In the last several years, orthodontics have gone pretty high-tech. Technology like digital imaging, 3D oral scanners, and computer modeling are frequently combined with multiple treatment options to give patients a more rewarding orthodontic experience and more successful results. With such cutting-edge industry practices, you may think of orthodontics as a thoroughly modern affair, but as it turns out, humans have been trying to straighten their smiles for literally thousands of years. Multiple archaeological finds and the discovery of several different ancient texts has shown us that primitive versions of orthodontic treatment existed, and when we say primitive, we mean it exactly that. Some of the earliest attempts at aligning teeth and jaws involved extraction and bloodletting “techniques,” and used materials like catgut and crude metals. (Catgut is exactly what it sounds like, by the way.) As sleek as newer braces can be, even the older, bulkier models sound better than leeches and heavy metal poisoning!
When you invest in orthodontic treatment today, you have the opportunity to choose the treatment that best fits your case, lifestyle, and goals. Here at Krieger Orthodontics, we are especially proud to offer aesthetic options like Invisalign clear aligners, lingual braces, and clear braces. Dr. Krieger uses an individualized approach to treatment that he calls “smile design,” taking into account tooth, lip, and face shape when creating a treatment plan for patients. This requires not only expertise on Dr. Krieger’s part, but also the most up-to-date techniques and technology to give patients the best results possible. Needless to say, we love modern orthodontics! However, it can still be fun to look back at where it all began. Let’s check out what went on in those first few centuries of mankind working towards a straighter smile, and how it evolved into the treatment we enjoy today!
In the beginning…
Cultural and social concerns about crooked teeth go way back. Egyptian mummies have been found with gold bands around their teeth, and researchers believe these may have been used to close dental gaps along with the aforementioned catgut wiring. Some of the earliest medical writings discuss dental disorders, particularly the smaller jaws and narrower dental arches humans evolved with. Around 400 B.C., Hippocrates wrote about his suspicions that irregular palate arches and crowded teeth could cause a number of issues, including headaches and discharge from the ears. The Roman physician Aulus Cornelius Celsus encouraged children’s caregivers to use their fingers to apply daily pressure to new teeth in an effort to move them into the proper positions. As interesting as these tidbits are, they were all we had for a while, as they precipitated a pretty long lull in orthodontics. It wasn’t until the 18th century that interest was reignited and a flurry of development occurred.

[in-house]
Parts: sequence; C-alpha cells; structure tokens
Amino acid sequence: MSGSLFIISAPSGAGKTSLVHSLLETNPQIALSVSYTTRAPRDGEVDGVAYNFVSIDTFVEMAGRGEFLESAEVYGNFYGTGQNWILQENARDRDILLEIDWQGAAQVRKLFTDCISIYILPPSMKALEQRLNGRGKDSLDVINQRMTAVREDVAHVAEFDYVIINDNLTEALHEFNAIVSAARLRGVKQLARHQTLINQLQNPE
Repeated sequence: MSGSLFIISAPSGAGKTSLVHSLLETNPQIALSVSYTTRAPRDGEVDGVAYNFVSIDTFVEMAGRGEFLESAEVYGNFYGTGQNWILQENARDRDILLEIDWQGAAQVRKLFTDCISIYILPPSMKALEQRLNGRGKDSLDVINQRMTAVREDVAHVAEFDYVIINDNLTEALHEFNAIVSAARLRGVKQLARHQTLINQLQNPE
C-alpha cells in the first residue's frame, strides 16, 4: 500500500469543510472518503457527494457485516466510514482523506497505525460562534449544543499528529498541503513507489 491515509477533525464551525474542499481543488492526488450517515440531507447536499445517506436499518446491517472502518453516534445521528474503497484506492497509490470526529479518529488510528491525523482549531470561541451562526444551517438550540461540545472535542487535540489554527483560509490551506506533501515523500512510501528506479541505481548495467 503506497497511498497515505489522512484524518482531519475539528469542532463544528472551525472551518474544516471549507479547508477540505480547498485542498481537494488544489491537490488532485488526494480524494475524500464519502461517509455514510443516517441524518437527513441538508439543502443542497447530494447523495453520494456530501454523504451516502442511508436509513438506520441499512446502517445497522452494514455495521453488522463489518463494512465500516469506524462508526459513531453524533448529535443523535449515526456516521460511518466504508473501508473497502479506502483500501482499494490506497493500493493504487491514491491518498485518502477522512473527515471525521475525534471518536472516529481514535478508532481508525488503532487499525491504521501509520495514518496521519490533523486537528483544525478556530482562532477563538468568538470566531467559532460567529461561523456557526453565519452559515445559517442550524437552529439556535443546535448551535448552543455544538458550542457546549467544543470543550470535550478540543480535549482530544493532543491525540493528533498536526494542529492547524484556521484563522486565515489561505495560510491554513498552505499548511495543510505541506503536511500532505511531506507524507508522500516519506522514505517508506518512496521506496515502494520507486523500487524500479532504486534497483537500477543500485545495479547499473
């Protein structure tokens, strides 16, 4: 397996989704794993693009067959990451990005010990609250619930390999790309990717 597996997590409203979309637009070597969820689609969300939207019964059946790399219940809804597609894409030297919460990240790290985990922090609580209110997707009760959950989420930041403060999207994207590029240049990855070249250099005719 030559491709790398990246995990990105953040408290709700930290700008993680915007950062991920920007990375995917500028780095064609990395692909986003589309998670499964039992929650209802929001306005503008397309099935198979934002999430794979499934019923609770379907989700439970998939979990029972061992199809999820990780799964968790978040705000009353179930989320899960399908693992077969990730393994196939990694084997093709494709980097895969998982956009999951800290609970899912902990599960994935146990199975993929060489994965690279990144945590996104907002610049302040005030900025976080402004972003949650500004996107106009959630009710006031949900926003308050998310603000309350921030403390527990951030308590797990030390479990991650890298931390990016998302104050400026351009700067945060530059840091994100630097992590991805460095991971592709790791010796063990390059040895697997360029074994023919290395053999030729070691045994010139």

Breakthroughs in the 18th century
New interest in this time period resulted in some important discoveries on the way to the orthodontic techniques we employ today. Pierre Fauchard was an 18th-century French physician sometimes referred to as the “father of modern dentistry,” and he played a big role in contemporary dental and orthodontic treatment. He discovered one of the basic principles of braces when he began keeping his patients’ dentures in place by anchoring them to molars, and developed a number of other techniques for straightening teeth. This included filing down teeth that jutted too far above the adjacent teeth, and using a set of metal forceps he called a “pelican” to create space between crowded teeth.